As some of you already know, I’m working on a writing project related to sexual development in young males. This work led me to discover the book “Delusions of Gender” by Cordelia Fine, Ph.D. Dr. Fine is a psychologist in Australia and has written an absolutely awesome book that slices through many of the silly connections people are making between neuroscience and gender. For example, as an opening to chapter 14 “Brain Scams,” she wrote:

“My husband would probably like you to know that, for the sake of my research for this chapter, he has had to put up with an awful lot of contemptuous snorting. For several weeks, our normally quiet hour of reading in bed before lights out became more like dinnertime in the pigsty as I worked my way through popular books about gender difference. As the result of my research, I have come up with four basic pieces of advice for anyone considering incorporating neuroscientific findings into a popular book or article about gender” (p. 155).

You’re probably wondering, what is her excellent advice for those of us considering writing in this area? Well, I’m resisting the temptation within my male brain to type out her advice, other than her fourth piece of advice, which reads: “Don’t make stuff up.”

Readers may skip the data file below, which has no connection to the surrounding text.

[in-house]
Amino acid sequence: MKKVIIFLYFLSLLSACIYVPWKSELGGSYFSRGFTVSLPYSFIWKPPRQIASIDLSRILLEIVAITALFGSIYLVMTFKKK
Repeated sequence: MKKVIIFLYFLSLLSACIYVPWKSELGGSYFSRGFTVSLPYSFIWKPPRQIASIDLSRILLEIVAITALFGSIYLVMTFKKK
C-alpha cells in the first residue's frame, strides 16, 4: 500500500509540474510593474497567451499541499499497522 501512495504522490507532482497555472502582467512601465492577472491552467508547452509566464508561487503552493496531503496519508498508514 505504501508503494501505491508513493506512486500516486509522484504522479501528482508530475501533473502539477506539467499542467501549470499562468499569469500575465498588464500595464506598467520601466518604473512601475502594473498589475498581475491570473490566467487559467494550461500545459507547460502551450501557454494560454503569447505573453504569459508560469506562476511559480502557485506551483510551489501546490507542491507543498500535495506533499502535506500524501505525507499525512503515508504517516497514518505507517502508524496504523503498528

But that’s exactly what many writers are doing. Here’s an example I found recently. It’s titled, “7 things he’ll never tell you” and written by “Dr.” Kevin Leman. He wrote, “Did you know that scientific studies prove why a woman tends to be more ‘relational” than her male counter part? A woman actually has more connecting fibers than a man does between the verbal and the emotional side of her brain. That means a woman’s feelings and thoughts zip along quickly, like they’re on an expressway, but a man’s tend to poke slowly as if he’s walking and dragging his feet on a dirt road.” (pp. 5-6).

Of course, this is sheer drivel . . . or as Dr. Fine might say, “He just made that up.”

Or as I might say: He’s really just talking about himself here . . . and it’s likely caused by the fact that he didn’t eat enough quiche growing up.

So what’s the evidence? If we look at one of the best relational factors upon which women are supposed to be better than men–empathy–what does the research say?

Well, as it turns out, using the best and most rigorous laboratory empathy measure available, empathy researcher William Ickes found no differences between males and females in seven consecutive studies. And then, when he did find differences, he found women did better only in situations where they are primed by “situational cues that remind them that they, as women, are expected to excel at empathy-related tasks.” (Fine, p. 21).